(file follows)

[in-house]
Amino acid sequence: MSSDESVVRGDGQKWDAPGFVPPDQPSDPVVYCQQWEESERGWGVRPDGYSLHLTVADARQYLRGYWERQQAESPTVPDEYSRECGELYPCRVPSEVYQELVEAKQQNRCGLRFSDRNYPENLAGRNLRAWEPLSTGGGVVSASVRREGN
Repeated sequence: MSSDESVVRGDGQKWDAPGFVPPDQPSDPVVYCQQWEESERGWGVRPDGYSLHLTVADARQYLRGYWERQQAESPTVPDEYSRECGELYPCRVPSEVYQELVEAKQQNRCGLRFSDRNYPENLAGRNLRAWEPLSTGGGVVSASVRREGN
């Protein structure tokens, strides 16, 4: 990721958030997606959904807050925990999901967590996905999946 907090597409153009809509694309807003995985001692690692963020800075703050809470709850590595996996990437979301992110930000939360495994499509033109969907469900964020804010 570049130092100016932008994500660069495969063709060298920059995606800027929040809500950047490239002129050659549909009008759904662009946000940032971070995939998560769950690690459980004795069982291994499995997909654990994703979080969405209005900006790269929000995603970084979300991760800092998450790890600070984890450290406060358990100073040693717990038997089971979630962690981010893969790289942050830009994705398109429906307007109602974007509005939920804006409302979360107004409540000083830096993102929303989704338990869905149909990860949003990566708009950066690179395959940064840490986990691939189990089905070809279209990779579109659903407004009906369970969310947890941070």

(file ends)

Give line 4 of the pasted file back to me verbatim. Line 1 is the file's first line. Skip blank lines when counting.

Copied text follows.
């Protein structure tokens, strides 16, 4: 990721958030997606959904807050925990999901967590996905999946 907090597409153009809509694309807003995985001692690692963020800075703050809470709850590595996996990437979301992110930000939360495994499509033109969907469900964020804010 570049130092100016932008994500660069495969063709060298920059995606800027929040809500950047490239002129050659549909009008759904662009946000940032971070995939998560769950690690459980004795069982291994499995997909654990994703979080969405209005900006790269929000995603970084979300991760800092998450790890600070984890450290406060358990100073040693717990038997089971979630962690981010893969790289942050830009994705398109429906307007109602974007509005939920804006409302979360107004409540000083830096993102929303989704338990869905149909990860949003990566708009950066690179395959940064840490986990691939189990089905070809279209990779579109659903407004009906369970969310947890941070």